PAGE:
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Jerks in Progress, Etcertera Theatre – Review

Pros: Original, interesting concepts, no stereotypes or clichés.

Cons: The ideas were sometimes so raw they felt incomplete and difficult to follow.

Pros: Original, interesting concepts, no stereotypes or clichés. Cons: The ideas were sometimes so raw they felt incomplete and difficult to follow. The Etcetera Theatre is well known for hosting an array of fringe theatre and comedy. Situated above the lively Oxford Arms, it is a great venue for emerging artists. Lee Griffiths and James Hamilton’s Jerks in Progress fits perfectly into that category. Two established sketch group comedians trying out new solo material. Whilst billed as one show, this was really two contrasting performances awkwardly squeezed into one time slot. Hamilton, who took the first half of the…

Summary

rating

Poor

New and bold ideas, but no overall satisfying pay off. For avid fringe fans, but would not work so well for a general audience.

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The Etcetera Theatre is well known for hosting an array of fringe theatre and comedy. Situated above the lively Oxford Arms, it is a great venue for emerging artists. Lee Griffiths and James Hamilton’s Jerks in Progress fits perfectly into that category. Two established sketch group comedians trying out new solo material.

Whilst billed as one show, this was really two contrasting performances awkwardly squeezed into one time slot. Hamilton, who took the first half of the show, delivered a series of short pre-written sketches. After this Griffiths, in character as a reluctant host, led the audience in an evening of charity fundraising for the plight of left-handed people everywhere.

There was both a positive and negative side to watching these artists experimenting with new ideas. On the plus side it felt refreshing to witness something completely original.  A showcase of two emerging styles without any hint of a stereotype or a regurgitated cliché. On the other hand, there were moments for both performers when the material felt so raw that it came across as incomplete and was quite difficult to follow.

I felt the strength of Hamilton’s performance was his writing. He had created a set of clearly defined characters and performed them using props, costumes, lighting and sound effects in a very sketch-show style way. I particularly liked the Buckingham Palace guard and Gustav, the curio shop proprietor whose mystical goggles of ‘future-past’ were nicely reincorporated towards the end of the set.

There was a large section however where Hamilton seemed to read entirely from a script. It had initially been tacked to the side of the stage, in an envelope labelled something like ‘for use only in an emergency’. It was difficult to know if this was an intentional gag or a genuine safeguard. Whilst I understand the unpolished style of new and experimental writing, the use of a script felt a bit disappointing, particularly for a paying audience. It certainly changed the dynamics of Hamilton’s delivery, and overshadowed for me what was on the whole an interesting collection of sketches.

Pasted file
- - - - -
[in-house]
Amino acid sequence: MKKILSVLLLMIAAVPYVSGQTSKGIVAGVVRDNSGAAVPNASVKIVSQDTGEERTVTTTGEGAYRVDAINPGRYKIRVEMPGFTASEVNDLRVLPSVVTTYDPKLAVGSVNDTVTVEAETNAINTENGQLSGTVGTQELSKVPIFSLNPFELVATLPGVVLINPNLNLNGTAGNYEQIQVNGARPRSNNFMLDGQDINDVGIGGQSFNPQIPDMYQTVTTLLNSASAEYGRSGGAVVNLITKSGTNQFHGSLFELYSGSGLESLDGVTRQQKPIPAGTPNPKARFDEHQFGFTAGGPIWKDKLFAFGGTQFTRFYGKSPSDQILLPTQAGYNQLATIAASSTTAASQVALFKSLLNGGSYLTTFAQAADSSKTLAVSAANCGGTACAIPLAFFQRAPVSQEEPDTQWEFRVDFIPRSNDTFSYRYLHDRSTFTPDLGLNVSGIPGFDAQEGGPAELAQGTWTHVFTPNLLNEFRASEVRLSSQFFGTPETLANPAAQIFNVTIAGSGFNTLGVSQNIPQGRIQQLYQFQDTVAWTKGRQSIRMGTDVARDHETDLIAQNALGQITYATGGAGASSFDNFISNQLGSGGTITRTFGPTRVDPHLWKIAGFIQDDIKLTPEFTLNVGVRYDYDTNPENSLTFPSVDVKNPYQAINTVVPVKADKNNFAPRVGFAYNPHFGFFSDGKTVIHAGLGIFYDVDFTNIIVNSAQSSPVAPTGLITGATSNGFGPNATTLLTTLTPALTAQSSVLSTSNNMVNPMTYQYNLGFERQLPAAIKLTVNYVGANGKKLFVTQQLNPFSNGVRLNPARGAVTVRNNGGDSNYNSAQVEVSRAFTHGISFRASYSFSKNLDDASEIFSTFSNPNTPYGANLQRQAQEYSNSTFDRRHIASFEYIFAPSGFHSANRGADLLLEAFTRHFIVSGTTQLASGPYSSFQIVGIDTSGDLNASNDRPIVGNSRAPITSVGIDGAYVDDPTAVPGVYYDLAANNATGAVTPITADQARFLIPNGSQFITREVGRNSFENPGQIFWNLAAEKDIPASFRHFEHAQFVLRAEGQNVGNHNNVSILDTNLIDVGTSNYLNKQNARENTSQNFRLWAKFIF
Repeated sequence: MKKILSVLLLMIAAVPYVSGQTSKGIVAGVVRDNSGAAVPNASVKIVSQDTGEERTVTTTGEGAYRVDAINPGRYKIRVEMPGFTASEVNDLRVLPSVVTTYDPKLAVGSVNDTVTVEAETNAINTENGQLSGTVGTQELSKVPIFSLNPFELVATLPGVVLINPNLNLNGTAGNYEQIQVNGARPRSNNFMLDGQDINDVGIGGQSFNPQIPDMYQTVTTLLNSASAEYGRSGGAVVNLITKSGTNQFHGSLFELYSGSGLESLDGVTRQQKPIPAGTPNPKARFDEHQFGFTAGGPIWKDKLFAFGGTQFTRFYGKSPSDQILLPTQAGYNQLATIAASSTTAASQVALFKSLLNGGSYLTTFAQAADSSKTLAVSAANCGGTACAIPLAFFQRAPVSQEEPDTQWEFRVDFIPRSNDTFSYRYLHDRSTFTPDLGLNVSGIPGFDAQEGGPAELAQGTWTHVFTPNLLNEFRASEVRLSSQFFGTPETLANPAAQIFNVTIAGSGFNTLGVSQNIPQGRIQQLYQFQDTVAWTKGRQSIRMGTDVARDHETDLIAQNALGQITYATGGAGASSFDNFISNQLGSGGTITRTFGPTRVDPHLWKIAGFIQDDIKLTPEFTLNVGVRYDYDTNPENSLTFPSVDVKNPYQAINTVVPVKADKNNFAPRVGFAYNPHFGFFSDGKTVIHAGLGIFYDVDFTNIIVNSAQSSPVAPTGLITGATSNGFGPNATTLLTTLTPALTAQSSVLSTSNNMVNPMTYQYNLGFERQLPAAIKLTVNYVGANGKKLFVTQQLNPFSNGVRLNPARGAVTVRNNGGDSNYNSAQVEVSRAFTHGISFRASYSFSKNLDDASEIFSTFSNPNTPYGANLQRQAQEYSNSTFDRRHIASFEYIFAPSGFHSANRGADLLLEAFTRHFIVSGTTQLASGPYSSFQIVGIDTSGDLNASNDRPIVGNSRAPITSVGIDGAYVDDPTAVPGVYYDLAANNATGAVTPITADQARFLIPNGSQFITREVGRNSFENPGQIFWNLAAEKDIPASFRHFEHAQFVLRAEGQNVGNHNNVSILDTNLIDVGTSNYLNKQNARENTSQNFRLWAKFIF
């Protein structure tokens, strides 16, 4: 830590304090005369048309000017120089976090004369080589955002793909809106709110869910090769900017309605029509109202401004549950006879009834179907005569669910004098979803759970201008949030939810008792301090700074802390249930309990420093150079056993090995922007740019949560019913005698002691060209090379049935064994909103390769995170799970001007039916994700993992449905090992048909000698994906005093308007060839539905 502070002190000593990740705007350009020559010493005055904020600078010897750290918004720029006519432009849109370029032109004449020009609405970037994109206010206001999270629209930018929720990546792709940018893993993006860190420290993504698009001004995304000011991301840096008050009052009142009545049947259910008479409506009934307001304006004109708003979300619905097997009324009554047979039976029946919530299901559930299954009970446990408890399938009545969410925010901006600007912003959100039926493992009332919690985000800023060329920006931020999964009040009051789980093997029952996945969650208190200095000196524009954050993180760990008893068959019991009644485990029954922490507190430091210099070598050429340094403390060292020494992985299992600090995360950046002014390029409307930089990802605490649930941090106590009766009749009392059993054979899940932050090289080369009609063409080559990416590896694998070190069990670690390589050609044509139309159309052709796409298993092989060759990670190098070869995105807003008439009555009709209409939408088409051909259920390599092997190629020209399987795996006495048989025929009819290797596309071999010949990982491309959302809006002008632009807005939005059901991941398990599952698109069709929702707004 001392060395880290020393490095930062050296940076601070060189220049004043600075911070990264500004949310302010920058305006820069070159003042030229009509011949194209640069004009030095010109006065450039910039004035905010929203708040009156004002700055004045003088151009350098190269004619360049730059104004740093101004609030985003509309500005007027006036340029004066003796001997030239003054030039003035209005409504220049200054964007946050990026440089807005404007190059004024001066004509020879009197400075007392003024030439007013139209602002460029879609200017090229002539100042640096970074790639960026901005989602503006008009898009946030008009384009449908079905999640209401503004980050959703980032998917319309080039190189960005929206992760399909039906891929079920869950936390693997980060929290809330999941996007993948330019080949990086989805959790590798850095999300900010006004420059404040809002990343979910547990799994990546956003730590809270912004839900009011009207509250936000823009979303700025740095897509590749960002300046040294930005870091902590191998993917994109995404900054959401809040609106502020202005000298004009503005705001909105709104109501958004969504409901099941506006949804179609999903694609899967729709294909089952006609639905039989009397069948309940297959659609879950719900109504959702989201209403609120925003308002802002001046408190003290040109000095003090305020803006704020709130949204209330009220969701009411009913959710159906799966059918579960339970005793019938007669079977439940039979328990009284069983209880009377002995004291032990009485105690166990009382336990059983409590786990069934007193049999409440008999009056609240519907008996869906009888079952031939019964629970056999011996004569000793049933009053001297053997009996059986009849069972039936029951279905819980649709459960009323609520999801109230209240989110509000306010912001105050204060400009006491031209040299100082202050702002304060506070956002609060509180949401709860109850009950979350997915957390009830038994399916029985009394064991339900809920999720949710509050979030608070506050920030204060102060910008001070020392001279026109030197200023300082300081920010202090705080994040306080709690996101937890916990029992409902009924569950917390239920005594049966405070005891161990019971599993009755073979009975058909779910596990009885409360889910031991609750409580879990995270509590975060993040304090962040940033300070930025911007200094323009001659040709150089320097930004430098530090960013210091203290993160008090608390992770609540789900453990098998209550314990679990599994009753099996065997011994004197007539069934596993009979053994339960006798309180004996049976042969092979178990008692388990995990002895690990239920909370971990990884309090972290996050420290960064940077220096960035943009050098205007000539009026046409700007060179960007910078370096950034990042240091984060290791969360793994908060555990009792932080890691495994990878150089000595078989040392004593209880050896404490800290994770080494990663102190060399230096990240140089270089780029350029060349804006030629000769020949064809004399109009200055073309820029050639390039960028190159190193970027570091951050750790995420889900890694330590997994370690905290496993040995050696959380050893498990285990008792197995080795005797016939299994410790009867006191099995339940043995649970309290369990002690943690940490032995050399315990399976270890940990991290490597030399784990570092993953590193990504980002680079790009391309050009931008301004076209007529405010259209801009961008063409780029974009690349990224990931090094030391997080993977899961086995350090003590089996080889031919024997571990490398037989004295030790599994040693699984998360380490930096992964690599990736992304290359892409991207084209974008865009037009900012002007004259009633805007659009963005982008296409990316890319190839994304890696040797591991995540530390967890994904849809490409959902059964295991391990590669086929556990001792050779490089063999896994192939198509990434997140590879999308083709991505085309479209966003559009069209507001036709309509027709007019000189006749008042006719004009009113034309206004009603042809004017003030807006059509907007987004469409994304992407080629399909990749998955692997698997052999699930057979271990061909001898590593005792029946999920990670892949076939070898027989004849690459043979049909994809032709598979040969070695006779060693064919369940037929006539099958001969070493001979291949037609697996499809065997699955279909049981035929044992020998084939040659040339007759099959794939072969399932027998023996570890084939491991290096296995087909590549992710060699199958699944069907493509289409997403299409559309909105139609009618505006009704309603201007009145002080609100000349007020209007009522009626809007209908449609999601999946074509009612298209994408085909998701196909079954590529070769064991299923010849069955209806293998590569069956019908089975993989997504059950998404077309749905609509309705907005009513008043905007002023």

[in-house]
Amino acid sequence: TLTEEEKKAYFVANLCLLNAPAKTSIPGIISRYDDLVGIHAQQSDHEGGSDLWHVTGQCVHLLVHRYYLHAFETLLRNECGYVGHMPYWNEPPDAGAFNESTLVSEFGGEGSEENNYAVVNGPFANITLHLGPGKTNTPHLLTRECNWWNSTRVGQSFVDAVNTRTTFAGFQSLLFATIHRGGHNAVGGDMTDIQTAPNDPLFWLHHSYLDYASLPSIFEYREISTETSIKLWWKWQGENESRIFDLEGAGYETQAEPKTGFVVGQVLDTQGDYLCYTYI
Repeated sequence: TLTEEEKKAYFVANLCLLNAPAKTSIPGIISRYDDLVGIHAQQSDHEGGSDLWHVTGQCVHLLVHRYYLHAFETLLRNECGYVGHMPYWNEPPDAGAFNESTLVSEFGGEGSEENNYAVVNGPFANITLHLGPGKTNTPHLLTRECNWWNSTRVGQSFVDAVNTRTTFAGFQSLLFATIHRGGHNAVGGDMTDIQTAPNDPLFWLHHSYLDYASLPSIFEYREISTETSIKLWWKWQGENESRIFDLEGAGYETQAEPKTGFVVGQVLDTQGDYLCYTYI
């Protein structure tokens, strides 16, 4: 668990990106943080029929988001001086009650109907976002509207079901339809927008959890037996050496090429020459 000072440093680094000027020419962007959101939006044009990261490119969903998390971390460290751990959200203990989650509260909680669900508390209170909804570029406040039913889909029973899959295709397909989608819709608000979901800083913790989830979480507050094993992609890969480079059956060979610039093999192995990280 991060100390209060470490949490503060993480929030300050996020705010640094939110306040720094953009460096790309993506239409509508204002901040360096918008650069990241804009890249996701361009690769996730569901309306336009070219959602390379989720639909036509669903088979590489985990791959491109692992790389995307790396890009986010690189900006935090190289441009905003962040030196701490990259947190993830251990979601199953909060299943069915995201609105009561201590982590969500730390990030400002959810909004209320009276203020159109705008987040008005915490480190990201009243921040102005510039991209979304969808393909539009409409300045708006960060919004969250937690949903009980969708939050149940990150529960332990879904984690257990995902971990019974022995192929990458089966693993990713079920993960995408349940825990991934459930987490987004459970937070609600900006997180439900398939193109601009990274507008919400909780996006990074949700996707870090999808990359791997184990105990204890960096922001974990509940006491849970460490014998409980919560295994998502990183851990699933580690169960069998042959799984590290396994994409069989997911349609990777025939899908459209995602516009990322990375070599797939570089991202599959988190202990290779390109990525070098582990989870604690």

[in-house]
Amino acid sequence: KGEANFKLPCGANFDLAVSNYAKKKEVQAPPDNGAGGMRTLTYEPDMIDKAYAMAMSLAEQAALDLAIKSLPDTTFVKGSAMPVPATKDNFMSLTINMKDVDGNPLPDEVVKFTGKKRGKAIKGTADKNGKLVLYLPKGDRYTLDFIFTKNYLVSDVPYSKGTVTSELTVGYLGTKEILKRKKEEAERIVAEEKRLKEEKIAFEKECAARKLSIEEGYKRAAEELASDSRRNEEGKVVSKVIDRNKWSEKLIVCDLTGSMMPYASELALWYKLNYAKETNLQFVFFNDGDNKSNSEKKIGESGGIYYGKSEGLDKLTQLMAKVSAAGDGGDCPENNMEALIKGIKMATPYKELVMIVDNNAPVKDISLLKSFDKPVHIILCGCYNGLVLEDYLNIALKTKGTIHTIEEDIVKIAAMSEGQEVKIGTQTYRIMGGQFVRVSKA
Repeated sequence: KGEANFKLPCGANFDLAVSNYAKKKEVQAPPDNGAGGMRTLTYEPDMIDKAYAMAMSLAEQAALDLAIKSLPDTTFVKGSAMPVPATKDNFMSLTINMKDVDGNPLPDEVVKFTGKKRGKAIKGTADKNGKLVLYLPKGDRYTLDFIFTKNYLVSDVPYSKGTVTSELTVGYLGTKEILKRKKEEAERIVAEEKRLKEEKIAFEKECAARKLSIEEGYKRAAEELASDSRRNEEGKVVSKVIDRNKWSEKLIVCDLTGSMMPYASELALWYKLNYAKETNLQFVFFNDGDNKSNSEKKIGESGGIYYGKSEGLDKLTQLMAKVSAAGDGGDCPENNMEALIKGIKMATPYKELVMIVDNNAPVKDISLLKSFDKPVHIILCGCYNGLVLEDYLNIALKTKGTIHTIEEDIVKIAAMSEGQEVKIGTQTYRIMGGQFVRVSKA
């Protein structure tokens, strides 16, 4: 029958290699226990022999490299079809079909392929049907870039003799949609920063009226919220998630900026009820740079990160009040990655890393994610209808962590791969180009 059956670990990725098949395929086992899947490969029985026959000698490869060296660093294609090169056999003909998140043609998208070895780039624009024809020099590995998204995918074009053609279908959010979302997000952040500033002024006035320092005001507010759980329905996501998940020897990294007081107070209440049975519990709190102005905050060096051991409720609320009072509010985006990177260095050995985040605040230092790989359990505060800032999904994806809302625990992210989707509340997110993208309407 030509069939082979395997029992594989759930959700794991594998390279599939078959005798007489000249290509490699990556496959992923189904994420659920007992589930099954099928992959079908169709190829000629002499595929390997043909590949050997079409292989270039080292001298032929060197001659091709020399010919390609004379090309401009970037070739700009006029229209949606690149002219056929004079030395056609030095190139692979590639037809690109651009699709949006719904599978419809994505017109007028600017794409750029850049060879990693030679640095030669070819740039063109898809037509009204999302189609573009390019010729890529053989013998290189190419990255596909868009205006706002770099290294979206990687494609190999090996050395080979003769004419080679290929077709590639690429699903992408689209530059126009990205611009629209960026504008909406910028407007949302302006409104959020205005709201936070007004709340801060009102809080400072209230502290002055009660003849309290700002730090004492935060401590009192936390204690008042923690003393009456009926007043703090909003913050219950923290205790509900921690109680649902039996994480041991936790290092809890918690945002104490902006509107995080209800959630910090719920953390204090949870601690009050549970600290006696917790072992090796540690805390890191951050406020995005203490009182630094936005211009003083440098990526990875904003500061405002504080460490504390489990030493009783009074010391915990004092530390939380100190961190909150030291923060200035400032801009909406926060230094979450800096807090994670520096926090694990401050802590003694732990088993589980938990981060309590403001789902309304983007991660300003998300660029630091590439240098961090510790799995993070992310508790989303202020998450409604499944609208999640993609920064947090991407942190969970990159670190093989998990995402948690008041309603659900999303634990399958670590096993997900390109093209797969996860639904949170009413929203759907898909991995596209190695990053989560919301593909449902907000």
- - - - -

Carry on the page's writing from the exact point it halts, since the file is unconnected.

In contrast Griffiths assumed just one character for the evening, himself as the coerced host of the charity fund raiser ‘Left-ease’. A parody of the well-known British TV fundraising format. We were led through a whirlwind of spoof pieces; the roving audience camera, the slightly inappropriate charity single, a surprisingly well-choreographed dancing ‘animal’ sequence and even a cameo celebrity appearance by comedian Rachel Parris who was gagged, bound and wheeled on to show her support.

Whilst all of them suited the style, each piece unfortunately felt a bit too contrived and never reached a high point. Nothing felt as funny as the small unplanned moments with the audience which for me, really stole the show. I particularly enjoyed the audience recreation of Band Aid through the use of random celebrity masks and the heartfelt left-handed audience tales of actually having to ‘write with their left hand’. Unpredictable, but well managed by Griffiths, and something which could perhaps be built on for future performances.

Overall, as Griffiths himself commented, Jerks in Progress was perhaps more work than progress. As each act was so different it is difficult to summarise the show as one cohesive performance. There were some gems of ideas in each of the sets, which with refinement I believe could become strong standalone pieces. Personally the style did not work for me, it felt more unrehearsed than experimental. If however you are an avid fringe comedy fan the rawness of the material might be exactly what you are looking for.

Written and performed by: Lee Griffiths, James Hamilton
Booking Until: One off as part of the Black Box Festival. James Hamilton performs his set again with double act Adam and Lydia on 18th January.
Box Office: 020 7482 4857
Booking Link: http://www.etceteratheatre.com/index.php?id=7

About Vicki Pipe

Vicki Pipe
Vicki is a dance and theatre studies graduate, specialising in Shakespeare and Early Modern theatrical practices. She moved to London to study and stayed for the arts, theatre and life that the capital brings. By day she works in heritage education, by night you'll most likely find her tap dancing, taking photographs, browsing vintage clothes shops for anything 1940s, or in the upstairs room of a pub performing improvised comedy in the style of film-noir.